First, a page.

Ask a RIFM Scientist: What is TTC, and how does it help avoid animal testing?



The Threshold of Toxicological Concern, or TTC, was first conceived in 1990 in a review of the United States Food and Drug Administration’s (FDA) regulatory policy on food additives, referred to then as the Threshold of Regulation, or ToR.

The TTC approach has been developed and refined over three decades. It plays a strategic role in the Research Institute for Fragrance Materials’ (RIFM’s) commitment to ensuring the safe use of fragrance ingredients without using animals.

Kaushal Joshi, PhD, leads RIFM’s Reproductive Toxicology testing program. Dr. Joshi co-authored a recently published paper detailing an expansion of the dataset supporting the use of TTC.

Q: What is TTC, and how does it work?

A: Simply put, TTC is a level of exposure to a substance, beneath which there are no concerns for adverse effects.

To define a fragrance ingredient’s TTC, we must first identify its potency based on chemical structure and reactivity: low, medium, or high. Then, we take the aggregate exposure—how much of the ingredient consumers come in contact with from all products used—and compare that exposure to what we know to be a safe-use level of similarly potent ingredients.

If a consumer’s total aggregate exposure to an ingredient is below the TTC, we know there is no appreciable risk of toxic effects associated with the ingredient.

Q: What makes TTC so useful?

A: TTC is used explicitly for chemicals that have limited or no toxicity data available because scientists have not tested them on animals.

In 2013, the European Union implemented a ban on animal testing for both finished cosmetics products and the ingredients used in cosmetics products, including fragrance ingredients.

RIFM began using the TTC approach as part of its safety assessment program before this ban. As a result of its pioneering use of TTC, RIFM has saved more than 265,000 animals.

Q: Your specific area of study is the reproductive system and human development process. Can scientists that are focused on other aspects of human health use TTC?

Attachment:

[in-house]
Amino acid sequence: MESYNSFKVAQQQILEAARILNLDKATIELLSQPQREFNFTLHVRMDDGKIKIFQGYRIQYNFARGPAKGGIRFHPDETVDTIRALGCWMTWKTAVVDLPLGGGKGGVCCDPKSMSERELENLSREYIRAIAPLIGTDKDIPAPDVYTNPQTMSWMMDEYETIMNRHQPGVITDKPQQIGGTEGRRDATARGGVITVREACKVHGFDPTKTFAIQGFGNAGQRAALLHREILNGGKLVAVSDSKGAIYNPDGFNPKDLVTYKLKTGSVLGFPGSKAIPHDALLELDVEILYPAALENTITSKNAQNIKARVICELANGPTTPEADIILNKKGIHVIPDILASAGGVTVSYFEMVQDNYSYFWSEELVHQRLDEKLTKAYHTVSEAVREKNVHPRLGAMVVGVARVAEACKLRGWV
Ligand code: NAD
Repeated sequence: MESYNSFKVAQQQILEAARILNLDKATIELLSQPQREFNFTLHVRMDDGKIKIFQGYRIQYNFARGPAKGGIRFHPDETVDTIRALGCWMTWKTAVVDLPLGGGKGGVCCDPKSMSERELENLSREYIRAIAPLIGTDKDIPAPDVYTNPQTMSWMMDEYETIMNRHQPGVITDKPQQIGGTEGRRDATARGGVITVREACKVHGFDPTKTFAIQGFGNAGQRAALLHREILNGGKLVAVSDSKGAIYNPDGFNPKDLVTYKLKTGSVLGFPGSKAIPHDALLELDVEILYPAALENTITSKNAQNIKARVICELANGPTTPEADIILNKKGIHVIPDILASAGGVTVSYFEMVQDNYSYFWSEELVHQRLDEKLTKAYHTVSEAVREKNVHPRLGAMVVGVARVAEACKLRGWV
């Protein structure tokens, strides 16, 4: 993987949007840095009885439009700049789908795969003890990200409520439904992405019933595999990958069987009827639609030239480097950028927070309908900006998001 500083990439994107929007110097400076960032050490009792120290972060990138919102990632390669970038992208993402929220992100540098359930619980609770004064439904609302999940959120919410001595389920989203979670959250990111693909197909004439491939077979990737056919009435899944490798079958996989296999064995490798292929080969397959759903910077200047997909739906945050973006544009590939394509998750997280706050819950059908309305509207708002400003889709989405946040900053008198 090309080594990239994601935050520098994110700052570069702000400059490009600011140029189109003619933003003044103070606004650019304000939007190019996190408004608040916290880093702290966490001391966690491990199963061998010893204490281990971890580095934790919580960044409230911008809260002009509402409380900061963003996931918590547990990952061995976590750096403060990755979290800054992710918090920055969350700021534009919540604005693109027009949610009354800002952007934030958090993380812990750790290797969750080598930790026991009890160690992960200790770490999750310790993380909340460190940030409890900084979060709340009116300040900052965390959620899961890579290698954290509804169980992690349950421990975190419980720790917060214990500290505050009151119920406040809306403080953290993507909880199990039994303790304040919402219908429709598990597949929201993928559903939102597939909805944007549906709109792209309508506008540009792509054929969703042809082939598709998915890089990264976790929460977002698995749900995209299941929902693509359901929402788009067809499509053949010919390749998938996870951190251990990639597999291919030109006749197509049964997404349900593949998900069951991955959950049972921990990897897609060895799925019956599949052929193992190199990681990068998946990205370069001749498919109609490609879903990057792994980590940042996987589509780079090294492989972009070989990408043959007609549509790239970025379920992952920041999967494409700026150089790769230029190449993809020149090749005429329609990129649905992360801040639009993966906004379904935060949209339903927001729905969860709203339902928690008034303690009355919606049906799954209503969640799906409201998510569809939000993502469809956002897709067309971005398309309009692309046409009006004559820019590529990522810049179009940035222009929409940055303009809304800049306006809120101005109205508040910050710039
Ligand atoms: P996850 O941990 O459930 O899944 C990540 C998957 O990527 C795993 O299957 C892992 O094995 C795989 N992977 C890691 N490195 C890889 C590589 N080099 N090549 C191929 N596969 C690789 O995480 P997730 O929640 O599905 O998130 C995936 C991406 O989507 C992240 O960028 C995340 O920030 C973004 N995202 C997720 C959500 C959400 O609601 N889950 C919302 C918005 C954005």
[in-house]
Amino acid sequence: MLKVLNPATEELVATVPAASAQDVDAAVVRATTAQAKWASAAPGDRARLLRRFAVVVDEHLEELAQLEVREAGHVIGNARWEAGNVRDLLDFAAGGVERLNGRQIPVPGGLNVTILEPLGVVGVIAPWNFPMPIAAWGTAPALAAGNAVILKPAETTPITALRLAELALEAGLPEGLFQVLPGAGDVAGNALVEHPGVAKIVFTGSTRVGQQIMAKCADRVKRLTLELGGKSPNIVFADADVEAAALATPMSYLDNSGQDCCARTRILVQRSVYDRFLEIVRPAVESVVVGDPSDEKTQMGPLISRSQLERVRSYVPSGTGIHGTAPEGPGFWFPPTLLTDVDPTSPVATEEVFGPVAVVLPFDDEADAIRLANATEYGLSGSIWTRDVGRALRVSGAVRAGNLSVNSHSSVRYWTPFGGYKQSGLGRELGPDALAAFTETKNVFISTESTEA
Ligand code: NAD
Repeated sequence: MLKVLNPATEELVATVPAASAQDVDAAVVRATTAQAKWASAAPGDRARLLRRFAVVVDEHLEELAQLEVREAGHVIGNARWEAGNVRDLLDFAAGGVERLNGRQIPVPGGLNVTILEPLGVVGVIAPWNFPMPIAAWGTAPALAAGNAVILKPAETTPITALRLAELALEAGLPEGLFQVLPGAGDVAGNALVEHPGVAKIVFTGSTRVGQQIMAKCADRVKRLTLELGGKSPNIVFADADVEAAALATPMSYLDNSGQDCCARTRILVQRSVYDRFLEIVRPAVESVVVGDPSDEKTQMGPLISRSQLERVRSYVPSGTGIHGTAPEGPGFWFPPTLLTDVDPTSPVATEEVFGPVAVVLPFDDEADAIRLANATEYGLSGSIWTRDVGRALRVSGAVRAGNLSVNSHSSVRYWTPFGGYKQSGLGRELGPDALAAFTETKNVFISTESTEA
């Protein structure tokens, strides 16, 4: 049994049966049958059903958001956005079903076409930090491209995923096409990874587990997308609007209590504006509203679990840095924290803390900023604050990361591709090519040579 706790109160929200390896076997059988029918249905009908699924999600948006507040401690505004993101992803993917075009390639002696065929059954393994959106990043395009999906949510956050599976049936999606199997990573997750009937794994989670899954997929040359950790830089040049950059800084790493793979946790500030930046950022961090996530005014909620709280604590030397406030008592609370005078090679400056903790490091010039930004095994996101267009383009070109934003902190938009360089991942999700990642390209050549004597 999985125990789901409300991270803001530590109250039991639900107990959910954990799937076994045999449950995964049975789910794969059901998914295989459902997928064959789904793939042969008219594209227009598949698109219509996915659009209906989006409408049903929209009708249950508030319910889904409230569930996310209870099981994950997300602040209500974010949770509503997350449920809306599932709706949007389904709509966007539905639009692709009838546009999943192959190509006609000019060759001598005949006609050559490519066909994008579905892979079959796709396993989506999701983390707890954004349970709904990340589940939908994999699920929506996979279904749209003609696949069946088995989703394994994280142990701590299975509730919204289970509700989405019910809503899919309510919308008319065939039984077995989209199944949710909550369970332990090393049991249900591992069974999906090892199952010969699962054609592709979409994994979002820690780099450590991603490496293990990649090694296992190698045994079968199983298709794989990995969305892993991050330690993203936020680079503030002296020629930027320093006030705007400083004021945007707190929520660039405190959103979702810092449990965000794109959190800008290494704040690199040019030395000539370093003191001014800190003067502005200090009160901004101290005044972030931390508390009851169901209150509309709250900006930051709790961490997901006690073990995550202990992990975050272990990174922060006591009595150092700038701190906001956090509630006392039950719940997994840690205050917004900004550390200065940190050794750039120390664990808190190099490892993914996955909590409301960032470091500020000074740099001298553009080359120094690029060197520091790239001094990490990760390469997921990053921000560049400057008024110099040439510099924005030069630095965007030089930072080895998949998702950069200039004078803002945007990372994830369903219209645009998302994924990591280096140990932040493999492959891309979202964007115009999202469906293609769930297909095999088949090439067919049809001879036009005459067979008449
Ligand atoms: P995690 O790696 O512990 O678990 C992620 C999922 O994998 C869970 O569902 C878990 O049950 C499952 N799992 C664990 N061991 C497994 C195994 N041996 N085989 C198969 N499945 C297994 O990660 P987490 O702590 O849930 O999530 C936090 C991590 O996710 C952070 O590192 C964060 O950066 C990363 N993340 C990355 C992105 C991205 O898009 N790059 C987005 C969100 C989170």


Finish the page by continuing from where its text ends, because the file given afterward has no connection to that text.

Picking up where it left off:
A: Yes. RIFM scientists may also use the TTC to assess an ingredient’s potential for other endpoints. There are different TTC thresholds for other endpoints:


‚ÄčRepeated dose toxicity, which refers to regular exposure over an extended time

Local respiratory toxicity

Skin sensitization, or the induction of an allergic reaction after repeated skin contact.

Scientists evaluating skin sensitization potential call it the DST, for Dermal Sensitization Threshold.

Q: Does each ingredient have a single TTC for all aspects of human health?

A: No. The TTC or DST is dependent in part upon which aspect of human health the scientist is assessing. For instance, inhalation TTCs are different than TTCs for reproductive toxicity.

(RIFM outlined the differences in TTC between areas of human health in the peer-reviewed RIFM Criteria Document.)

Q: How reliable is TTC?

A: The European Scientific Committees on Consumer Safety (SCCS), Health and Environmental Risks (SCHER), and Emerging and Newly Identified Health Risks (SCENIHR) published a joint opinion paper in 2012 on TTC.

In their report, the Committees verified the TTC approach as scientifically valid for human health risk assessment of systemic toxic effects caused by chemicals present at minimal levels.

It is important to note that scientists can only use the TTC approach with ingredients that have robust exposure data.

That is why, in 2010, RIFM partnered with data analytics software leaders Creme Global to develop and maintain an aggregate exposure model and database—a person’s total exposure to an ingredient through all products used—based on actual usage data. Further, RIFM understands the importance of monitoring the exposure to fragrance ingredients and now has a policy to conduct concentration surveys at least every five years on every fragrance ingredient.

(Watch this space to register for a November 18, 2020 webinar on the Creme RIFM Aggregate Exposure Model. This event will be open to all and free of charge.)

Q: What does your recently published paper add to the understanding of TTC?

A: RIFM partnered with scientists at Proctor and Gamble (P&G) to validate the current TTC exposure limit values and to bolster support for the use of TTC as a tool to conduct safety assessments for fragrance ingredients.

RIFM and P&G scientists first curated materials from the RIFM Database—the most extensive collection of fragrance ingredient data in the world—based on their available data and chemical structures.

We then combined the curated ingredients with a dataset from another recent publication. Notably, many new medium potency ingredients were added, which has historically contained the lowest number of ingredients, and thus the least amount of data.
The resulting estimates for TTC limits support the current values and bolster the data in the medium potency class, thereby strengthening the use of TTC as a tool to conduct safety assessments for fragrance ingredients.